When I wrote the Rule of Thumb book for Small Business Sustainability, I truly thought it would be a hot topic for business owners seeking to leave a legacy for themselves and their families and/or business partners. However, after very stagnant book sales, I have to ask this question. Are small business owners so caught up in day-to-day survival that they cannot even focus on the future?
In this article, I’ll share some words of wisdom from Internet research gathered on the importance of sustainability for small businesses. READ MORE »
You walk into a business networking event and your immediate instinct is to hand people your business card in order to build quick rapport and promote your business. Wait! Don’t do it yet! Why? They did not ask for it.
Why is that so important? What happens when we hand out our business card before they ask? It immediately becomes a one-sided conversation, announcing “This is what “I” am doing and I want your business” even though I do not know who they are and what you really want, like and need. This might boost our egos, but it is not good for creating and building new relationships. Although most people will politely accept the card, they will rarely call unless they feel some sort of connection was made with you during your first brief encounter. READ MORE »
Are you ready to stop, look at yourself in the mirror and willingly admit that you have no business succession planning in place yet? Yes, planning for when you leave the business (because of bad health, retirement , or death) is a must-do if you want to sustain all of the hard work you put in and managed to continue—at least, if you want the business to go on for a few years more.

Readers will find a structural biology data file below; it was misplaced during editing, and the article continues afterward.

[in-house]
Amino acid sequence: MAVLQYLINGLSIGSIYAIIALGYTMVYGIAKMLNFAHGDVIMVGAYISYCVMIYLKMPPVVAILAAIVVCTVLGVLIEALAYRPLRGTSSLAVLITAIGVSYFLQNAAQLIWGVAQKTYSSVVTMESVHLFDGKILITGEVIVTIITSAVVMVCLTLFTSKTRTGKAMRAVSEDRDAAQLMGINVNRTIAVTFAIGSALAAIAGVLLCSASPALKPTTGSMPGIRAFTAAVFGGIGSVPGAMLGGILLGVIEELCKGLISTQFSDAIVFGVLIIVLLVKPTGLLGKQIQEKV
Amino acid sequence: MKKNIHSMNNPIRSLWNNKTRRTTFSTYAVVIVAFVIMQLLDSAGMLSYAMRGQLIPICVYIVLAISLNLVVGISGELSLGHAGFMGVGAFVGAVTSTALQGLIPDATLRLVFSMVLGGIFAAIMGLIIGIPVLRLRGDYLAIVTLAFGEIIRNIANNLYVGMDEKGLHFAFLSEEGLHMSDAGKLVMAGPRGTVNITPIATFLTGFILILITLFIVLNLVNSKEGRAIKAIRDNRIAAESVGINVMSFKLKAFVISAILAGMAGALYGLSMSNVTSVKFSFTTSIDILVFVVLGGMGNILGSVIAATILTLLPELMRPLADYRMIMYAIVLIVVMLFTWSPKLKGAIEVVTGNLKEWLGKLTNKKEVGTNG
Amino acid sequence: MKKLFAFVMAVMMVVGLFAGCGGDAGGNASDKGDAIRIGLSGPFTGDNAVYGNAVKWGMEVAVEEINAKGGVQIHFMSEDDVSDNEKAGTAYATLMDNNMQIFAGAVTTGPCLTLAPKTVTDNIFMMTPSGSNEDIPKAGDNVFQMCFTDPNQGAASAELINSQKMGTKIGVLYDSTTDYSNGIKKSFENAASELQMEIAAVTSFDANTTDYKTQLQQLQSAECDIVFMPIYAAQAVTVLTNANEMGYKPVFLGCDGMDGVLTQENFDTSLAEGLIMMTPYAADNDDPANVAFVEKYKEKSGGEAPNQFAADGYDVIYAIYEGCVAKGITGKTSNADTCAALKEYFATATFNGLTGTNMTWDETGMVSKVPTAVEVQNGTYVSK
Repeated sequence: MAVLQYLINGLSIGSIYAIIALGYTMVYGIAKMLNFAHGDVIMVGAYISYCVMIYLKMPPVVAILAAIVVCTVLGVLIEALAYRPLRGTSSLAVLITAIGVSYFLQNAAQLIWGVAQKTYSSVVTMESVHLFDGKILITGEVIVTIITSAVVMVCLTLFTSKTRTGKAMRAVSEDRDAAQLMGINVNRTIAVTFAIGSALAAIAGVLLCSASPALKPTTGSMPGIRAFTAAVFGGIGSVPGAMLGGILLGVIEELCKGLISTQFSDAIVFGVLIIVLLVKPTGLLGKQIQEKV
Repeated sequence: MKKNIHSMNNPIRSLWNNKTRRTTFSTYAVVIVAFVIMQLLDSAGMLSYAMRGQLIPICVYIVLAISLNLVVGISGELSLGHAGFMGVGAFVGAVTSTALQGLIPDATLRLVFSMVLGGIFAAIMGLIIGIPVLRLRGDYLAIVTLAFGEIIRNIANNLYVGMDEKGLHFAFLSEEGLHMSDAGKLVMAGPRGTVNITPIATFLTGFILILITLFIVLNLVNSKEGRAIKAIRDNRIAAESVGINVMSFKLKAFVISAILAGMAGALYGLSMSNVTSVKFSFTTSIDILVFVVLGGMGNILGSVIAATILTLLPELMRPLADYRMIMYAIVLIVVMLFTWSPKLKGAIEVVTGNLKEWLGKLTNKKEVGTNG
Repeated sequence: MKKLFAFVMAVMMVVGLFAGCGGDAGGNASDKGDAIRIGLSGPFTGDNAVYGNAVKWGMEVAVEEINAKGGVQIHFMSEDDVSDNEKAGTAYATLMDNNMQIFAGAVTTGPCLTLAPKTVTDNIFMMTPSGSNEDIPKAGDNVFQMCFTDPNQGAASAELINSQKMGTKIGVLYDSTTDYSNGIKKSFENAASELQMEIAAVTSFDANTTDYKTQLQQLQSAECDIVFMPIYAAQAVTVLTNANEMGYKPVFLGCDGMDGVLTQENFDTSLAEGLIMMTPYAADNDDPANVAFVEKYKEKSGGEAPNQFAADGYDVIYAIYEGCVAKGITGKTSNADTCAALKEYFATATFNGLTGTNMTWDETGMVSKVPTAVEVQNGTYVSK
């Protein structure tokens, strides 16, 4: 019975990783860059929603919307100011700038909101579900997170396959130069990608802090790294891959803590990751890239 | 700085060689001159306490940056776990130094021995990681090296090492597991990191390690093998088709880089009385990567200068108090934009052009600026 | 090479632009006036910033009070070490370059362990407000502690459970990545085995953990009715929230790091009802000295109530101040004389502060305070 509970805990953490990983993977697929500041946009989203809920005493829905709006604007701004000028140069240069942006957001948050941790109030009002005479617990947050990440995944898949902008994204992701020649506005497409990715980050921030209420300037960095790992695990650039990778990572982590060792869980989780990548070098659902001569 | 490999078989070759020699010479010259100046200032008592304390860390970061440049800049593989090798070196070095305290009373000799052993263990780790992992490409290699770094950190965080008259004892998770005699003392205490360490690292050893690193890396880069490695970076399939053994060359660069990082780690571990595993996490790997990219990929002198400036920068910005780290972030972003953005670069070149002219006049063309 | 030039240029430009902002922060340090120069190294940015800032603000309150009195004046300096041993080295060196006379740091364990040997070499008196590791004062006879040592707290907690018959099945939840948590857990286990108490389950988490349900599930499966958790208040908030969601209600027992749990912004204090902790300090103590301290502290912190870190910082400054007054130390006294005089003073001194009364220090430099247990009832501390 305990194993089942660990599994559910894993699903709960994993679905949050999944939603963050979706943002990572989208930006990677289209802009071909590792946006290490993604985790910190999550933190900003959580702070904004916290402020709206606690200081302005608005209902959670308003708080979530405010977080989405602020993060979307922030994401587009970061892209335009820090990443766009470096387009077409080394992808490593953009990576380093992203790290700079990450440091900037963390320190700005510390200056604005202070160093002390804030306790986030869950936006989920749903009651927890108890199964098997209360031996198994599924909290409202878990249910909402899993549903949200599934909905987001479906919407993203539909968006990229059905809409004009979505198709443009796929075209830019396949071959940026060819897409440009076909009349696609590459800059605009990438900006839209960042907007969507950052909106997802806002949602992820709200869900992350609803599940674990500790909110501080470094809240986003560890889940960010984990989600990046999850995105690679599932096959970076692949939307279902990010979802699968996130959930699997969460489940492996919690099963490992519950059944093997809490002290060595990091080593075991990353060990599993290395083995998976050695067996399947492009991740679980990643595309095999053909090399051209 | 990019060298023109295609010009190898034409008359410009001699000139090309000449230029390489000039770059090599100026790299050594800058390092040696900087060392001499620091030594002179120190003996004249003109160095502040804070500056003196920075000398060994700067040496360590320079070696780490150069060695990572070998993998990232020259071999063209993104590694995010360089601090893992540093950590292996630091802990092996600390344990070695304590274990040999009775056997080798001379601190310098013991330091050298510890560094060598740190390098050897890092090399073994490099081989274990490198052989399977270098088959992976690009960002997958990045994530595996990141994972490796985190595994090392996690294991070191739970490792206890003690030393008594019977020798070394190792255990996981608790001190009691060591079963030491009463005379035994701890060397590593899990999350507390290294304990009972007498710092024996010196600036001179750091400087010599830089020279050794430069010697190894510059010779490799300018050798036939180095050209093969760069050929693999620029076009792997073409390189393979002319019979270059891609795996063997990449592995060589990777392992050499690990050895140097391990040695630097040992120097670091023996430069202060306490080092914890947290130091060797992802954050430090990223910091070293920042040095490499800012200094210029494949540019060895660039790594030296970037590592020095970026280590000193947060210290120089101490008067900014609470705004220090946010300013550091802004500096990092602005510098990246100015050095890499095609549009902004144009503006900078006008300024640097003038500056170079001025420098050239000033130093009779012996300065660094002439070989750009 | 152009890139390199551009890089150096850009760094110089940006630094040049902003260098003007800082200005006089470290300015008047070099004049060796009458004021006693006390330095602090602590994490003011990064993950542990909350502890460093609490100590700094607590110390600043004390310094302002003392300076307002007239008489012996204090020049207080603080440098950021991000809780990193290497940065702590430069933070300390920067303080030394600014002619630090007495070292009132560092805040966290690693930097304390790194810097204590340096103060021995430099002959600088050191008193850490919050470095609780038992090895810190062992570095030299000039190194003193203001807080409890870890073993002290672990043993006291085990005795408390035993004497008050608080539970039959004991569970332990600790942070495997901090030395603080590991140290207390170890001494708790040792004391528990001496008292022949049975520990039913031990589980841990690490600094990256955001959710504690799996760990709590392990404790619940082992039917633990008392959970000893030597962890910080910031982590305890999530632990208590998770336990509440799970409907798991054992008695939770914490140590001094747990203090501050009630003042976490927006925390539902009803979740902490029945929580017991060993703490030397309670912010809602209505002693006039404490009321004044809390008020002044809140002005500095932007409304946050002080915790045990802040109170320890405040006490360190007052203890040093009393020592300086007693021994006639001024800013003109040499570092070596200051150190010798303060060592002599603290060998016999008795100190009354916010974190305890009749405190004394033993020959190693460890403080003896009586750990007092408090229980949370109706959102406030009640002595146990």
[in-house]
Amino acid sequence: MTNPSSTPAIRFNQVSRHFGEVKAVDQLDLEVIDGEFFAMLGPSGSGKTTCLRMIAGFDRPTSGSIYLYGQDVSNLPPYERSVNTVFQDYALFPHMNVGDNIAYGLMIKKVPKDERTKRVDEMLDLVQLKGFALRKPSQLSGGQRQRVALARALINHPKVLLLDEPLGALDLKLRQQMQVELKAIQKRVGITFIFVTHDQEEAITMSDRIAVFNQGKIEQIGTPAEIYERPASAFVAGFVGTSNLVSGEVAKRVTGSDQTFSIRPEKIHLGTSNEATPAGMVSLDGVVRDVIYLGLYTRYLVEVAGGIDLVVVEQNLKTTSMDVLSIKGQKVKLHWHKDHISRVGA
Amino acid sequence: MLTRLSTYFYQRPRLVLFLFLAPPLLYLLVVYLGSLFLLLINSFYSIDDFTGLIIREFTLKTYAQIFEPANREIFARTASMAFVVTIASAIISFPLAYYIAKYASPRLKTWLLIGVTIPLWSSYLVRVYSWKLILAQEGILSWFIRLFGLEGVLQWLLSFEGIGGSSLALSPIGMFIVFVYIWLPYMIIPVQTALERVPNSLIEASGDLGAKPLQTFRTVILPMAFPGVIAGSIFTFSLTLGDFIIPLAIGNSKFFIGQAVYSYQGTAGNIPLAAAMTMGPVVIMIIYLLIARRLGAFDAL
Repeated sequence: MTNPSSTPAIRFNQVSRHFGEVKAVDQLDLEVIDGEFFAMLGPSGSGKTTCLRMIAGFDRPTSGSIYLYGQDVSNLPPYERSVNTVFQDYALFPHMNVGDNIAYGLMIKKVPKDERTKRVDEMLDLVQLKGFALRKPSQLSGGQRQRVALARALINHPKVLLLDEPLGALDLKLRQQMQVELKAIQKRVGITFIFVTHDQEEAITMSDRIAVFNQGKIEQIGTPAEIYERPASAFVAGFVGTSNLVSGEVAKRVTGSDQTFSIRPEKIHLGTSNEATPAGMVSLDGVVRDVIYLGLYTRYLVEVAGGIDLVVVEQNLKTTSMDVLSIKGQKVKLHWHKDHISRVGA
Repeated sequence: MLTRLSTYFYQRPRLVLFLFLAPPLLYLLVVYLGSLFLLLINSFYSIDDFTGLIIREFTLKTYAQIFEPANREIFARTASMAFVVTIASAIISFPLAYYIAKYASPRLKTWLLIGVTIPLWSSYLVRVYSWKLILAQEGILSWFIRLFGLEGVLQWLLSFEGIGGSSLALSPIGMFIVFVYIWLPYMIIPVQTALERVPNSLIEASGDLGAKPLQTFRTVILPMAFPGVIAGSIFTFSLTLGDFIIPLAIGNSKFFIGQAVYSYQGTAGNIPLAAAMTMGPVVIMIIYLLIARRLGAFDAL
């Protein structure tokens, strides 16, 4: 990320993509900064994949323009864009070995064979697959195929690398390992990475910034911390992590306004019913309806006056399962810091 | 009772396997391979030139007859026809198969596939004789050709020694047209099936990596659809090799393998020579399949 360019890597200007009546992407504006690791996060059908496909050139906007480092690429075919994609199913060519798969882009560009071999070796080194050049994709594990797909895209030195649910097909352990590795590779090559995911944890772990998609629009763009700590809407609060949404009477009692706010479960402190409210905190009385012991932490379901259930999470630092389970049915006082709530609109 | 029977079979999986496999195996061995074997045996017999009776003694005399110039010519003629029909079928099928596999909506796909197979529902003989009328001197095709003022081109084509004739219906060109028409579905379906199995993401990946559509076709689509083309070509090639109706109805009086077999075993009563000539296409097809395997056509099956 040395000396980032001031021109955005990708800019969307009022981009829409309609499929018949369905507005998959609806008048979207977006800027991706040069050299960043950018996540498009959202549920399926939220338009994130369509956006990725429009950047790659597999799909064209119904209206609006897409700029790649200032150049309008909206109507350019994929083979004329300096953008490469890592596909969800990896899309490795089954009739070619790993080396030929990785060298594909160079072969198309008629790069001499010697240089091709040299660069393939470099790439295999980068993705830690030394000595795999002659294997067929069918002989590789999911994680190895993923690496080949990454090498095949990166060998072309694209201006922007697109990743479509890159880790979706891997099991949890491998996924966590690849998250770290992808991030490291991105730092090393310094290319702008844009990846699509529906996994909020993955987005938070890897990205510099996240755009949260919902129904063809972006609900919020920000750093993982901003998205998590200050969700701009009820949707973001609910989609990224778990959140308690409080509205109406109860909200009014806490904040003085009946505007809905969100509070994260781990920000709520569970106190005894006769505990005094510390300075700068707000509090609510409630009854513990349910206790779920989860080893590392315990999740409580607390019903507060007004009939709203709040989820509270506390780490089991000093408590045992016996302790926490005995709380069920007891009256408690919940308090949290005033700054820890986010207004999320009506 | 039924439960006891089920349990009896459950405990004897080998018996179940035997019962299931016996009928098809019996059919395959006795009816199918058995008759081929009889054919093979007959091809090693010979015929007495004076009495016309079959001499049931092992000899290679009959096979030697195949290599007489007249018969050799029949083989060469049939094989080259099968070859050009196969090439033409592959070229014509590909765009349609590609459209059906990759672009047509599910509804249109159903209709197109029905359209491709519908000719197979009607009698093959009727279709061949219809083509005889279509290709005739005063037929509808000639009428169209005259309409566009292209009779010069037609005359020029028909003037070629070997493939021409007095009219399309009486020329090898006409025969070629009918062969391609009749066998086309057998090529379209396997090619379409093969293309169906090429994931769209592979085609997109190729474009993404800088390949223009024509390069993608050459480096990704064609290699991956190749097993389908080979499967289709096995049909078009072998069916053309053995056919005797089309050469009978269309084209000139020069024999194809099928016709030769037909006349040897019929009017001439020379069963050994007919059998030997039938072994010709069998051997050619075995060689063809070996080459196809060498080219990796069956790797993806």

In this article, I’ll take you through some action steps to start planning for your departure from the business. Remember, whether you’re young or old, you need to have a plan in place! READ MORE »
When developing written communicate make sure you cover the basics by organizing information in a logical, easily understood manner.
The simple “Rule of Thumb” is the following: Always, always, always make an outline before starting the rough draft. An outline will keep the information organized and prevent you from putting material where it doesn’t belong. READ MORE »
Many people are uncomfortable mingling during a networking event. We are often worried about what people will think of us. The easiest way to get around that is to put our focus on them. How? First of all, look for people who appear somewhat lonely, standing by themselves. They appreciate us coming up to them and initiating a conversation. This helps get relationship-building conversations started while promoting confidence in ourselves and the other person. It is easier to join a group previously engaged in a discussion after someone leaves, breaking the circle of participants, which then allow us to comfortably slip right in. The following guidelines will also help: READ MORE »